To keep up-to-date in an industry where ‘standards’ seemingly change on an hourly basis is tough, Boost being the latest needless abomination. Stanton have sidestepped this problem with the awesome swopout dropouts that allow the same frame to run 135QR, 142, 148, horizontal singlespeed and no doubt whatever the next whim of the Trek/Specialized/SRAM marketers wet dreams may be. No fiddly, tiny bolts holding them in either, waiting to be rounded out or lost on the trail, these dropouts use chainring bolts, letting a proper torque be applied. The head tube is 44mm straight, allowing for changes in fork steerer configurations. The stunning chainstay yoke has room for 27x 2.8″ tyres as well as 29x 2.4″. The bottom bracket shell is threaded and ISCG mounts should cater for any chain guide requirements. It’s as future-proof as can possibly be expected.
The welds, my god, the welds, they’re Picasso, Michaelangelo and Banksy in one; pure art. Visual signatures of craftsmen at the peak of metallurgical excellence. In my mind, the welds are everything, a representation of the values of a company beyond the slick edits and aspirational photos. Some companies seem not to care, glossing over their deficiencies in manufacturing standards with excessive propaganda. You want to know about a bike company’s ethos, take a magnifying glass to the details and I guarantee that’ll be reflected in the quality of their after-sales. There aren’t many manufacturers where you can quite often ask direct questions to the designers and company owner and get immediate answers on Facebook. Stanton deserve huge respect for their approach and have a very dedicated following as a result.
Are few, far-between and entirely personal. I’ve noticed myself adding more and more spacers beneath the stem, unable to shake a feeling of the front end just riding a bit low in the steeps. Riding hardtails well necessitates an aggressive, front-heavy style that naturally dives the forks when drops get steeper and front brakes are applied. As a result I ramp up the MRP cartridge in the Pikes and keep them as high in the travel as possible, whilst maintaining acceptable small-bump sensitivity. Even with this tweaked set-up, I do still wish the front end was half an inch higher. I’ll cure this issue with new bars soon.
Beyond that, errrr, the internally routed brake hose can be a pain in the arse, but I think entirely worth the effort and the occasional new olive whenever I need to remove the brake entirely (which is very rare) when the stunningly clean lines are the result.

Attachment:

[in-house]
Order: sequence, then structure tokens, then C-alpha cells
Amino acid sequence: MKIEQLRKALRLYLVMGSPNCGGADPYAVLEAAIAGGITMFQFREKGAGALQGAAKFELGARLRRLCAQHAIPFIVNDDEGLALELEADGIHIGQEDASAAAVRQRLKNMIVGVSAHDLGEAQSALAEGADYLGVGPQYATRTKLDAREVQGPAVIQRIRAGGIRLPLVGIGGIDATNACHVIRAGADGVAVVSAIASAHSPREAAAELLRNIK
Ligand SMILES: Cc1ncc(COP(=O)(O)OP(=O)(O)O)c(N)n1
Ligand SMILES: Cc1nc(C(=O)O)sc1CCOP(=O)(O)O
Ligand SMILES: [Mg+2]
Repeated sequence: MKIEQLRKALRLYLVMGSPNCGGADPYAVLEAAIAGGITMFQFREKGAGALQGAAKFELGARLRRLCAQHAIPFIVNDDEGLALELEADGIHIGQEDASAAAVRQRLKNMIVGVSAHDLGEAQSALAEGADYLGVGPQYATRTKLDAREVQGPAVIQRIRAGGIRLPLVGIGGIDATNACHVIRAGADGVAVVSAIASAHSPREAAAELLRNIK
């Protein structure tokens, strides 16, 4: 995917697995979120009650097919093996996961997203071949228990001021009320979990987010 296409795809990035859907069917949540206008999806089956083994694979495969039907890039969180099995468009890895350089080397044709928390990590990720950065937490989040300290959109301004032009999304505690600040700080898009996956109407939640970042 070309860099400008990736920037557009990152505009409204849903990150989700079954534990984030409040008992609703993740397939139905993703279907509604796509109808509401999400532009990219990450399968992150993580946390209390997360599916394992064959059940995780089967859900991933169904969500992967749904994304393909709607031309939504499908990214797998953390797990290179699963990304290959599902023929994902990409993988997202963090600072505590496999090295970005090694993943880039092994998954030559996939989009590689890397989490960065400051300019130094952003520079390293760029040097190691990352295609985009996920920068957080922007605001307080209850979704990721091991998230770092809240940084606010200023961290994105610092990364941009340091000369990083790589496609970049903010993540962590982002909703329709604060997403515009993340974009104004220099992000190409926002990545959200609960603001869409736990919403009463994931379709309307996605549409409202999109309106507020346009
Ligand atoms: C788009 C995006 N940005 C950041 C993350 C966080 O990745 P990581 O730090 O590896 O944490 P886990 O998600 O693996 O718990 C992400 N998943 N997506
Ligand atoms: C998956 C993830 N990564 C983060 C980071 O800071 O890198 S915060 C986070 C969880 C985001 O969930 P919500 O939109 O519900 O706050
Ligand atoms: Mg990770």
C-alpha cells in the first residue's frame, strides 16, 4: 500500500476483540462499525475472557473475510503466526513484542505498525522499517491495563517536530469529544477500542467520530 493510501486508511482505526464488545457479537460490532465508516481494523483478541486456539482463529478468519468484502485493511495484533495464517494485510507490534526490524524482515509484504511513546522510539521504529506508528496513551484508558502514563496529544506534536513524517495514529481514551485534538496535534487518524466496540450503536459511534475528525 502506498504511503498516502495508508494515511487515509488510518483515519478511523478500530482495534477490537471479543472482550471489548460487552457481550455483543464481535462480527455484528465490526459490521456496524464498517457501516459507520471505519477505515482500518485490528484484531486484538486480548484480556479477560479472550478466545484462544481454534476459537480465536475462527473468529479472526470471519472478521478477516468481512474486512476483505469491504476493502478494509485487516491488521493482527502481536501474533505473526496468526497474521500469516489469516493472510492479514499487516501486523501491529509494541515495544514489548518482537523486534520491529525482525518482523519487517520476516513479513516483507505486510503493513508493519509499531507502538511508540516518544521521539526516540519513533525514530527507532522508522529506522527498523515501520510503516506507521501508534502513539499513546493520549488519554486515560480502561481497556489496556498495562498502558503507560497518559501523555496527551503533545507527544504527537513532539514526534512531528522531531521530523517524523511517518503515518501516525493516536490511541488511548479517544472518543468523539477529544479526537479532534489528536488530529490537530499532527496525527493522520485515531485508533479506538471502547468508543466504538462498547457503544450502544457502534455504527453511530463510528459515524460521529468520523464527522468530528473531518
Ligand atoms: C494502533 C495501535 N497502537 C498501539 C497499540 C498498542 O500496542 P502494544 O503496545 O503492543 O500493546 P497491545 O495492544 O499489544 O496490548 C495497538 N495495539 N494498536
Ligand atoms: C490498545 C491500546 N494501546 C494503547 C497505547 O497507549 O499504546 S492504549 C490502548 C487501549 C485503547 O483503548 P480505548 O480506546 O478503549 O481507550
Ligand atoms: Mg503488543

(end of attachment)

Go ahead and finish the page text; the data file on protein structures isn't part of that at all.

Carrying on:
And that truly is that, from a tester who is beyond obsessional and ultra-demanding. I’ve owned many, many bikes over the years, and never before had one that I could draw so few complaints about.
I’ve always retained a hardtail for one reason or another, sometimes nostalgia for twenty year old race bikes, sometimes as a refreshing alternative (like my incredible Ibis Tranny singlespeed), but until a couple of years back they were always a sideshow, brought out for the occasional novelty spin before returning to the bouncer. I value many things in bikes, handling, light-weight, reliability, aesthetics (and particularly manufacturing excellence) and that often intangible glow that comes from their ‘feeling’ on the trail. In the days before suspension took its inevitable grip, the likes of Merlin, Litespeed, Dekerf and others turned out masterpieces that were every bit as beautiful and cripplingly expensive as today’s superbikes, but handling-wise they’d be virtually unrideable on today’s beefed-up trails (we ride things steep and natural here). In the last few years a notable hardtail resurgence has swept the forests and mountains, machines retaining the advantages of simplicity and light-weight but through geometrical advances, narrowing the capability gap once more. Stanton have sat right at the forefront of this movement from day one, and with the Switch 9er Ti they’ve created a bike that truly excels in virtually all areas. To talk about value for money on an £1850 frame without shock or pivots may seem obscene, but this thing will be riding over the piles of long obsolete frame designs, seized bearings and blown-out seals for years to come. What’s more, if I decide to move on in future (because eventually we’ll all be on e-bikes), a quick polish and it’ll be good as new again for a re-sale or a couple of hooks above the mantelpiece. Art for art’s sake is all well and good but functional art is something else entirely. Sell a kidney, you’ll not regret it.
Any questions about any aspect of my bike, drop me a line or if you fancy a spin then I’ll be at the Vitus First Tracks Enduro series throughout 2019 as well as various mountain ranges throughout Europe.
The Stanton Switch9er costs £1850 (frame only) and is available direct from Stanton Bikes.